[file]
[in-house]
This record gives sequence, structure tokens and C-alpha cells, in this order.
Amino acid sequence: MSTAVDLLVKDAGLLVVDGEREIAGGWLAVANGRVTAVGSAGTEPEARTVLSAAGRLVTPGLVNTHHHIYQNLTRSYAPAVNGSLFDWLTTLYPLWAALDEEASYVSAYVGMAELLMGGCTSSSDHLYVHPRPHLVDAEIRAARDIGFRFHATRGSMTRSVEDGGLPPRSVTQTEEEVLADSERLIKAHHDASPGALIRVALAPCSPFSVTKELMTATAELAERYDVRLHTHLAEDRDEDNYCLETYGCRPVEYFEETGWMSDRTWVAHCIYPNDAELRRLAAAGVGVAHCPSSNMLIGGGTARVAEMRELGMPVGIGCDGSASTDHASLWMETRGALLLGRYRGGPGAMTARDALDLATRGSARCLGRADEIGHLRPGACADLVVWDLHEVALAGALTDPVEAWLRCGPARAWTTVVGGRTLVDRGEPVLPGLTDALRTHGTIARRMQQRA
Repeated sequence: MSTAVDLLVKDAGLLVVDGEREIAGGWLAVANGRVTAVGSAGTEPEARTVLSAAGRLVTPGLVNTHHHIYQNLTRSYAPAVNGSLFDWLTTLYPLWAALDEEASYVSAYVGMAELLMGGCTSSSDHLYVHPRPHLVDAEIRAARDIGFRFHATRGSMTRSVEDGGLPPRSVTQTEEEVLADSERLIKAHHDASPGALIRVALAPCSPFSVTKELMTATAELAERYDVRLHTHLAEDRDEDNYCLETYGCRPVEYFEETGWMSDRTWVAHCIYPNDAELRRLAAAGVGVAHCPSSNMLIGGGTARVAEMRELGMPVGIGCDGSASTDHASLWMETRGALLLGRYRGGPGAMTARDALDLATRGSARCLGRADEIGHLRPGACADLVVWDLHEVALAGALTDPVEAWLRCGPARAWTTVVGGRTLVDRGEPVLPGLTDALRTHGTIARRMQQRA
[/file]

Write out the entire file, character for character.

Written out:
[in-house]
This record gives sequence, structure tokens and C-alpha cells, in this order.
Amino acid sequence: MSTAVDLLVKDAGLLVVDGEREIAGGWLAVANGRVTAVGSAGTEPEARTVLSAAGRLVTPGLVNTHHHIYQNLTRSYAPAVNGSLFDWLTTLYPLWAALDEEASYVSAYVGMAELLMGGCTSSSDHLYVHPRPHLVDAEIRAARDIGFRFHATRGSMTRSVEDGGLPPRSVTQTEEEVLADSERLIKAHHDASPGALIRVALAPCSPFSVTKELMTATAELAERYDVRLHTHLAEDRDEDNYCLETYGCRPVEYFEETGWMSDRTWVAHCIYPNDAELRRLAAAGVGVAHCPSSNMLIGGGTARVAEMRELGMPVGIGCDGSASTDHASLWMETRGALLLGRYRGGPGAMTARDALDLATRGSARCLGRADEIGHLRPGACADLVVWDLHEVALAGALTDPVEAWLRCGPARAWTTVVGGRTLVDRGEPVLPGLTDALRTHGTIARRMQQRA
Repeated sequence: MSTAVDLLVKDAGLLVVDGEREIAGGWLAVANGRVTAVGSAGTEPEARTVLSAAGRLVTPGLVNTHHHIYQNLTRSYAPAVNGSLFDWLTTLYPLWAALDEEASYVSAYVGMAELLMGGCTSSSDHLYVHPRPHLVDAEIRAARDIGFRFHATRGSMTRSVEDGGLPPRSVTQTEEEVLADSERLIKAHHDASPGALIRVALAPCSPFSVTKELMTATAELAERYDVRLHTHLAEDRDEDNYCLETYGCRPVEYFEETGWMSDRTWVAHCIYPNDAELRRLAAAGVGVAHCPSSNMLIGGGTARVAEMRELGMPVGIGCDGSASTDHASLWMETRGALLLGRYRGGPGAMTARDALDLATRGSARCLGRADEIGHLRPGACADLVVWDLHEVALAGALTDPVEAWLRCGPARAWTTVVGGRTLVDRGEPVLPGLTDALRTHGTIARRMQQRA